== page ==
Description : In the 1980s and 1990s successive United Kingdom governments enacted a series of reforms to establish a more market-oriented economy, closer to the American model and further away from its Western European competitors. Today, the United Kingdom is one of the least regulated economies in the world, marked by transformed welfare and industrial relations systems and broad privatization. Virtually every industry and government program has been affected by the reforms, from hospitals and schools to labor unions and jobless benefit programs. Seeking a Premier Economy focuses on the labor and product market reforms that directly impacted productivity, employment, and inequality. The questions asked are provocative: How did the United Kingdom manage to stave off falling earnings for lower paid workers? What role did the reforms play in rising income inequality and trends in poverty? At the same time, what reforms also contributed to reduced unemployment and the accelerated growth of real wages? The comparative microeconomic approach of this book yields the most credible evaluation possible, focusing on closely associated outcomes of particular reforms for individuals, firms, and sectors.
Description : During the 1980s Britain became one of the world's most market-oriented economies, an approach which resulted in three severe recessions and a deepening degree of inequality. This book argues that a rebalancing of the economy will remain elusive until proactive policies are implemented at the corporate and industrial level.
Description : A new edition of the leading textbook on the economic history of Britain since industrialization. Combining the expertise of more than thirty leading historians and economists, Volume 2 tracks the development of the British economy from late nineteenth-century global dominance to its early twenty-first century position as a mid-sized player in an integrated European economy. Each chapter provides a clear guide to the major controversies in the field and students are shown how to connect historical evidence with economic theory and how to apply quantitative methods. The chapters re-examine issues of Britain's relative economic growth and decline over the 'long' twentieth century, setting the British experience within an international context, and benchmark its performance against that of its European and global competitors. Suggestions for further reading are also provided in each chapter, to help students engage thoroughly with the topics being discussed.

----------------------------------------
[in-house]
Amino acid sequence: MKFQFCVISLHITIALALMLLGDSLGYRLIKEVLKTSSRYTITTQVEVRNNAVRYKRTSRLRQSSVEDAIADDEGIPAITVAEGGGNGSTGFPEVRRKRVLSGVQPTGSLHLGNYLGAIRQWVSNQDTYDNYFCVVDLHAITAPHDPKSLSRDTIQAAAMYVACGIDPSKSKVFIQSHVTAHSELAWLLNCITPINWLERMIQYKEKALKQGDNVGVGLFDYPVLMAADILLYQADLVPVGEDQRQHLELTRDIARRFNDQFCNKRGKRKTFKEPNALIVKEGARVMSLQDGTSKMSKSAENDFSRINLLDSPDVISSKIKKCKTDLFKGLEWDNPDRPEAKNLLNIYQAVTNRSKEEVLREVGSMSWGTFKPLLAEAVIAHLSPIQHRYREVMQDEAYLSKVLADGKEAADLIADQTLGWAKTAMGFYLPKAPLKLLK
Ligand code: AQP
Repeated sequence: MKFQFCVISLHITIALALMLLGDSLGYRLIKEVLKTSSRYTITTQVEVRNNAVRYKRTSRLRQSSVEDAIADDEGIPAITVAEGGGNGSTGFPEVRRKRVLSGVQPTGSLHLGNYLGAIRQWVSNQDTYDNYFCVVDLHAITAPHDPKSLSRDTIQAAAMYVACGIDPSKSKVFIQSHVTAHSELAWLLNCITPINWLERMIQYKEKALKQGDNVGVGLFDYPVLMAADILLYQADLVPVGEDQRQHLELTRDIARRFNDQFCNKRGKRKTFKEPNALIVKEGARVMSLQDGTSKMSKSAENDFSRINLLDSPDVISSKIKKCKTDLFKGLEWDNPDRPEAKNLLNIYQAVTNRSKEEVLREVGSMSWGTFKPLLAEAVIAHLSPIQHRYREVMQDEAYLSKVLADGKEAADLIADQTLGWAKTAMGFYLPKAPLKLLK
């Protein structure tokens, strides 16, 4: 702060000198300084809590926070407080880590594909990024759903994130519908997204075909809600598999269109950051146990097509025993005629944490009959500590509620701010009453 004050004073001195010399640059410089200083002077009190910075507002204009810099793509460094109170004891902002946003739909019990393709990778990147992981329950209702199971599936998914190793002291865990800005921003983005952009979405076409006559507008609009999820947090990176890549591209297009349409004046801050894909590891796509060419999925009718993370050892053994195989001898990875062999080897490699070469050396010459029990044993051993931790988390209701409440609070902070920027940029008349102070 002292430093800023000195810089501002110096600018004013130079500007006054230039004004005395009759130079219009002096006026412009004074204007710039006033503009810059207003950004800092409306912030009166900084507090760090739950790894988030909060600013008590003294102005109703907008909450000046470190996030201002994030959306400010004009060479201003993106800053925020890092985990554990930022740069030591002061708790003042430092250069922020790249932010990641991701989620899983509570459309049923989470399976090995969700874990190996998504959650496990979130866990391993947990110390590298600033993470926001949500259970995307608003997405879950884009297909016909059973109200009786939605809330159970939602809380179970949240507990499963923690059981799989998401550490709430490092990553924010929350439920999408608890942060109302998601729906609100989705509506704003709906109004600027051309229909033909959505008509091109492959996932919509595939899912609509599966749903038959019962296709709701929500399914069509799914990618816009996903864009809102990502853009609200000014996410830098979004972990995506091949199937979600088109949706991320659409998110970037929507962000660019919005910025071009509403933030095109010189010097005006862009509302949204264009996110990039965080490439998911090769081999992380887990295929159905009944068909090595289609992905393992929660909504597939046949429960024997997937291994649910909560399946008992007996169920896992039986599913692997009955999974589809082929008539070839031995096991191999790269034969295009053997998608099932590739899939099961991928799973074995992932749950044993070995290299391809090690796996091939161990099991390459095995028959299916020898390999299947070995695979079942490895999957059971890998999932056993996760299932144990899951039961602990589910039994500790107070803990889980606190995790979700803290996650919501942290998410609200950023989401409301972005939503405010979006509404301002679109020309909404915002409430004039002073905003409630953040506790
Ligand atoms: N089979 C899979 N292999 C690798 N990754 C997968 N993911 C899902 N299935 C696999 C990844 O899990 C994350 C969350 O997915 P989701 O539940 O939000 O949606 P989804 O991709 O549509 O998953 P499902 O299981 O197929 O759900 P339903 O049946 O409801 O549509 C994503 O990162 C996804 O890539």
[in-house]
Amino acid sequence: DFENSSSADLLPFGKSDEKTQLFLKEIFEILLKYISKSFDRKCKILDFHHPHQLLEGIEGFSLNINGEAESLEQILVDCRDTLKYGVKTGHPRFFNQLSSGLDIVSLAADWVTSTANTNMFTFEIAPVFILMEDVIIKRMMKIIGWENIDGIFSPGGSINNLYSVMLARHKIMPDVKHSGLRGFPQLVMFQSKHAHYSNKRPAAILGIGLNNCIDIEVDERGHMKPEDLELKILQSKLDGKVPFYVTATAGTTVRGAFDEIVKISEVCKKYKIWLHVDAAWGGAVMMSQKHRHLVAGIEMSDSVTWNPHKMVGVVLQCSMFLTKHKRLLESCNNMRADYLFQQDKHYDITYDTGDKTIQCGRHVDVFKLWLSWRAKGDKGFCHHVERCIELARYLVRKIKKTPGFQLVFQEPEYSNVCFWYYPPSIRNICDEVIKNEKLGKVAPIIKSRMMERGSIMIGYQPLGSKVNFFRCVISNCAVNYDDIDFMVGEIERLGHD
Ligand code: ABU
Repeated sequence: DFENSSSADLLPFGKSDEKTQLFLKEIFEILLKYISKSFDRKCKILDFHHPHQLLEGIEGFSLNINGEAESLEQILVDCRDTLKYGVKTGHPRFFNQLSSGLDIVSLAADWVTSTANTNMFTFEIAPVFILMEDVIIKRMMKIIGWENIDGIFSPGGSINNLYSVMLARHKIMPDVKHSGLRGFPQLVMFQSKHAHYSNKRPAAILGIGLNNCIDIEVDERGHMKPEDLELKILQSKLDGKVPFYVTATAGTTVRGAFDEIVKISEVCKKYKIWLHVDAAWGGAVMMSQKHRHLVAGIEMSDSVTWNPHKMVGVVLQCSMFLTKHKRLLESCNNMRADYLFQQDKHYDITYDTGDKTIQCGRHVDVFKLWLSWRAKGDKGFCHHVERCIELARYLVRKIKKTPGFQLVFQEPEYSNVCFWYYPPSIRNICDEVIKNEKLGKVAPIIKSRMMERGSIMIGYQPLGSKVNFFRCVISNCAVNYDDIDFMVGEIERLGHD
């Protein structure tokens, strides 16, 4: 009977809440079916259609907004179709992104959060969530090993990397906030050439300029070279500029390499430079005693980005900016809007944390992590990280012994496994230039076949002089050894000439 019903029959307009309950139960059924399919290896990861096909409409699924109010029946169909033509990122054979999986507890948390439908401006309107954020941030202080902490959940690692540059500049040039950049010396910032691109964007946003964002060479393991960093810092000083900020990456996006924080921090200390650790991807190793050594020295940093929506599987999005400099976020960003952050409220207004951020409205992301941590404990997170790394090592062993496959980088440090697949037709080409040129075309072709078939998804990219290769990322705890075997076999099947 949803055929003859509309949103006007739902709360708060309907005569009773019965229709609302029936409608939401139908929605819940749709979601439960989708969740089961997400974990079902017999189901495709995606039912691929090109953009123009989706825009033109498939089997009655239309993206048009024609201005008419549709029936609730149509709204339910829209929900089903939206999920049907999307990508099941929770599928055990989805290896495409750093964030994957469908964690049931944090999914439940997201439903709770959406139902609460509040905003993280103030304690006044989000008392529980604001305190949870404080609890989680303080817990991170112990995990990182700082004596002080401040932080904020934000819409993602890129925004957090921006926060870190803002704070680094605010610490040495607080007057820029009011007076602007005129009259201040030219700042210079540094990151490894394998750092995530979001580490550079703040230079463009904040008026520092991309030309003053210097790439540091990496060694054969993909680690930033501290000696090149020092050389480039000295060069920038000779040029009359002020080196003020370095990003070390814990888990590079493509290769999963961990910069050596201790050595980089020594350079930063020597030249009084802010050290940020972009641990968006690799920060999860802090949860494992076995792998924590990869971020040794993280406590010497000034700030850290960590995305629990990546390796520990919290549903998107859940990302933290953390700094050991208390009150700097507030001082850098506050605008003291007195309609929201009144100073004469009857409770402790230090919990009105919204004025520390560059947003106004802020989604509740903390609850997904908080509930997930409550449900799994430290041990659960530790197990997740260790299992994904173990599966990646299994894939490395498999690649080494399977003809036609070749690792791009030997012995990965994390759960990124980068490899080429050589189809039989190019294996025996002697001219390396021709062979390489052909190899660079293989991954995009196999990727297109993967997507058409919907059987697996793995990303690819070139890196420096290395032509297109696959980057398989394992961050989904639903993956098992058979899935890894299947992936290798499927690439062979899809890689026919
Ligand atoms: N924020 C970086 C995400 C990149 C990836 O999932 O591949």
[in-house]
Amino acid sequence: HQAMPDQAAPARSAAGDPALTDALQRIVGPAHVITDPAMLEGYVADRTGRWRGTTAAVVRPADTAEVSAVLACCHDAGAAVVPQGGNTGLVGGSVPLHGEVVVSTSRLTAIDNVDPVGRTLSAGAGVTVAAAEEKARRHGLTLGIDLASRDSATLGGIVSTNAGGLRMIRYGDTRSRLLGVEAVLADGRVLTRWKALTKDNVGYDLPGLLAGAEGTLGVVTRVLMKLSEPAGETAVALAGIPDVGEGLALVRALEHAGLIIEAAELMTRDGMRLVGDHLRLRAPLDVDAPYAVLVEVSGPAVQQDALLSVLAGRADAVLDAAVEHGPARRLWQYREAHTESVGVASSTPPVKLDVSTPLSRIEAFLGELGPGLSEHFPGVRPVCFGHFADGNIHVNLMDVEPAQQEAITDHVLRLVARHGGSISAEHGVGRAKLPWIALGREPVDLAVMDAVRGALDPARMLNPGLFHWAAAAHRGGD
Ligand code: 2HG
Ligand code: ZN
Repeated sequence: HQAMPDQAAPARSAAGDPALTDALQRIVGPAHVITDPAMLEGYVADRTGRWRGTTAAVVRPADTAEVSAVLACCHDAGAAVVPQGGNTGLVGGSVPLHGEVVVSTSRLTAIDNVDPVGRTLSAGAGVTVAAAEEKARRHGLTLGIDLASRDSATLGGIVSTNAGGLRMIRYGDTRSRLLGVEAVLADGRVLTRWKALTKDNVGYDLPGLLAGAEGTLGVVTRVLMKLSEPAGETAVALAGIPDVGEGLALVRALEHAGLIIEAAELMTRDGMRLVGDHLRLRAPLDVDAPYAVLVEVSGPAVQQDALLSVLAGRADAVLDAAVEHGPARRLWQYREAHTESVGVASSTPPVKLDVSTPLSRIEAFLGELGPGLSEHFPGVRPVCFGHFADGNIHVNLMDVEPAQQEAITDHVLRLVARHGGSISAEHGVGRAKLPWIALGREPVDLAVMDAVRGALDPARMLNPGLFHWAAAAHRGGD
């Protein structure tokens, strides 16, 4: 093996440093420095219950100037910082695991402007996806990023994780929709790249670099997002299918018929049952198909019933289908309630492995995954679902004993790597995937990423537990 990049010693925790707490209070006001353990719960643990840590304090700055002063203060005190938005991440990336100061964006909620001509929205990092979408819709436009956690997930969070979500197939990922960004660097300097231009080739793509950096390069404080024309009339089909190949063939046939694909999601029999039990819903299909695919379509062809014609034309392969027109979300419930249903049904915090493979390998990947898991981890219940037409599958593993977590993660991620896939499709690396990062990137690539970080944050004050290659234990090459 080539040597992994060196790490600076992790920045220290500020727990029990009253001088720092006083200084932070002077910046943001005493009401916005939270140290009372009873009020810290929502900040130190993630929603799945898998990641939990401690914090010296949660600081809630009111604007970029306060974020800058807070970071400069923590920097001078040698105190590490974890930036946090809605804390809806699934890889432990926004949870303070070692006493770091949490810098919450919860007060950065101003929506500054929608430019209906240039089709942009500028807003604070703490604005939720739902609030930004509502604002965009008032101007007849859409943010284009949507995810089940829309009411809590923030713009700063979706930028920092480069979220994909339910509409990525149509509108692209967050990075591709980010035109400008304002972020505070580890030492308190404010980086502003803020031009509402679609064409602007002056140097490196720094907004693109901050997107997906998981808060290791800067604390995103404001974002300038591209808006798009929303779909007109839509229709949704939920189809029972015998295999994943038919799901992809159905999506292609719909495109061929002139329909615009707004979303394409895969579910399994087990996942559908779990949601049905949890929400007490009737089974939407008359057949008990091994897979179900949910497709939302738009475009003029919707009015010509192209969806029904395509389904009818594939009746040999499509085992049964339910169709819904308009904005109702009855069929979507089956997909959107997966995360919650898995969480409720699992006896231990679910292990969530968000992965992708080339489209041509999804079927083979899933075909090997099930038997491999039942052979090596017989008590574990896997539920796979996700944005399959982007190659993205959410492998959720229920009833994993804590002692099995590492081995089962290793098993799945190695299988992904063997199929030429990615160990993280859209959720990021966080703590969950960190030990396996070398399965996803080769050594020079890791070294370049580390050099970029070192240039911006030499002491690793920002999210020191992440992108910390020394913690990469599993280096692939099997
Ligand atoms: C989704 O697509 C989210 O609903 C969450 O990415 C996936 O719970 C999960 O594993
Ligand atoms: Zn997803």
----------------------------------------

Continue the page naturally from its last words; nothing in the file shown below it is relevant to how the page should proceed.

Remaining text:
Description : Redundant Masculinities? investigates the links between the so-called 'crisis of masculinity' and contemporary changes in the labour market through the lives of young working class men. Allows the voices of poorly-educated young men to be heard. Looks at how the labour market is changing. Emphasises the social construction of gender and racial identities. Dispels popular myths about the crisis in masculinity.
Description : The Budget sets out the Government's plans for taxation, public spending and economic growth for the coming year. It focuses on providing support for pensioners and families, increasing employment opportunities and protecting the environment. Measures announced in the 2007 Budget include: basic rate of income tax to be reduced from 22 pence to 20 pence from April 2008; higher rate income tax threshold to be raised by £800 a year in April 2009; Working Tax Credit threshold to be increased by £1200 to £6420 in April 2008; higher personal allowances for those aged 65 or over to be raised by £1180 in April 2008; Child Tax Credit to be increased by £150 per year in April 2008 and Child Benefit for the eldest child to be raised to £20 a week in April 2010; headline Corporation Tax to be lowered from 30 per cent to 28 per cent from April 2008; increase of 2 pence per litre in fuel duty rates from 1 October 2007; changes to Vehicle Excise Duty for the next three years, with rates for the most polluting cars rising to £400 and for clean cars falling to £35; duty on beer and cider rises to 1p a pint, 5p for wine, 11p for cigarettes; Inheriatnce Tax threshold will rise from £285,000 to £350,000 in 2010; ISA savings limit up from £3,000 to £3,600; measures to improve energy efficiency of all homes by the end of the next decade.